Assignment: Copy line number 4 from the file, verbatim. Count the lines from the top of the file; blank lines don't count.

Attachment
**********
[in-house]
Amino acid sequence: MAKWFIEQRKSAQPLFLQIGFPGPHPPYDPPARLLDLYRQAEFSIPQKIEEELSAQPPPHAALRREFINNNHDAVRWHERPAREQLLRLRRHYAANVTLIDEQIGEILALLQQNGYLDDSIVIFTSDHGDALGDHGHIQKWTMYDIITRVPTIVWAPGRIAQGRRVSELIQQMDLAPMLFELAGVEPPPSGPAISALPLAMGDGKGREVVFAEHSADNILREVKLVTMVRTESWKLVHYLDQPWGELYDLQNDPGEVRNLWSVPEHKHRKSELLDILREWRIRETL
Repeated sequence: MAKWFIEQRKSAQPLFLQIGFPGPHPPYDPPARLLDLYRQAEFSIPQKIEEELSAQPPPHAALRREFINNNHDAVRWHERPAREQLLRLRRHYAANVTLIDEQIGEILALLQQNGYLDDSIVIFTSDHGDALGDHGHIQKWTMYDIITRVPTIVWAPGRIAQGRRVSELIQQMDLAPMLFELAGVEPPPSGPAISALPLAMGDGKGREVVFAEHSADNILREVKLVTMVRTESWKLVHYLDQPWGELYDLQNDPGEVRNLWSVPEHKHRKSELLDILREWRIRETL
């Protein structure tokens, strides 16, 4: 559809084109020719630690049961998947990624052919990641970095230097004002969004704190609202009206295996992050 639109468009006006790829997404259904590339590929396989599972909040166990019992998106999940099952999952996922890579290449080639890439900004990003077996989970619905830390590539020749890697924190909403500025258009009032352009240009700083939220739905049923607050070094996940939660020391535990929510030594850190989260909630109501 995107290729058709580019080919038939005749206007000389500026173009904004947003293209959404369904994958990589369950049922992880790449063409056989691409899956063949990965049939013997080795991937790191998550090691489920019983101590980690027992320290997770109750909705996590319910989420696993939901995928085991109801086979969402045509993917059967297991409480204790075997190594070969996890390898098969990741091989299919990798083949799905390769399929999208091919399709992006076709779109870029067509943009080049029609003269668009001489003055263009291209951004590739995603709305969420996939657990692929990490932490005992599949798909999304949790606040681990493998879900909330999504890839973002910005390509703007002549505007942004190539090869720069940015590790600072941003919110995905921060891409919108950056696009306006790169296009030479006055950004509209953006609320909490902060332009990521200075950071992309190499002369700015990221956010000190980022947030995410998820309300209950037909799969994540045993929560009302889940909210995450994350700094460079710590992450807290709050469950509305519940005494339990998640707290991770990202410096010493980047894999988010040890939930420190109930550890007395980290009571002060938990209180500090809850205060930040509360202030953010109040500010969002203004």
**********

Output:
């Protein structure tokens, strides 16, 4: 559809084109020719630690049961998947990624052919990641970095230097004002969004704190609202009206295996992050 639109468009006006790829997404259904590339590929396989599972909040166990019992998106999940099952999952996922890579290449080639890439900004990003077996989970619905830390590539020749890697924190909403500025258009009032352009240009700083939220739905049923607050070094996940939660020391535990929510030594850190989260909630109501 995107290729058709580019080919038939005749206007000389500026173009904004947003293209959404369904994958990589369950049922992880790449063409056989691409899956063949990965049939013997080795991937790191998550090691489920019983101590980690027992320290997770109750909705996590319910989420696993939901995928085991109801086979969402045509993917059967297991409480204790075997190594070969996890390898098969990741091989299919990798083949799905390769399929999208091919399709992006076709779109870029067509943009080049029609003269668009001489003055263009291209951004590739995603709305969420996939657990692929990490932490005992599949798909999304949790606040681990493998879900909330999504890839973002910005390509703007002549505007942004190539090869720069940015590790600072941003919110995905921060891409919108950056696009306006790169296009030479006055950004509209953006609320909490902060332009990521200075950071992309190499002369700015990221956010000190980022947030995410998820309300209950037909799969994540045993929560009302889940909210995450994350700094460079710590992450807290709050469950509305519940005494339990998640707290991770990202410096010493980047894999988010040890939930420190109930550890007395980290009571002060938990209180500090809850205060930040509360202030953010109040500010969002203004």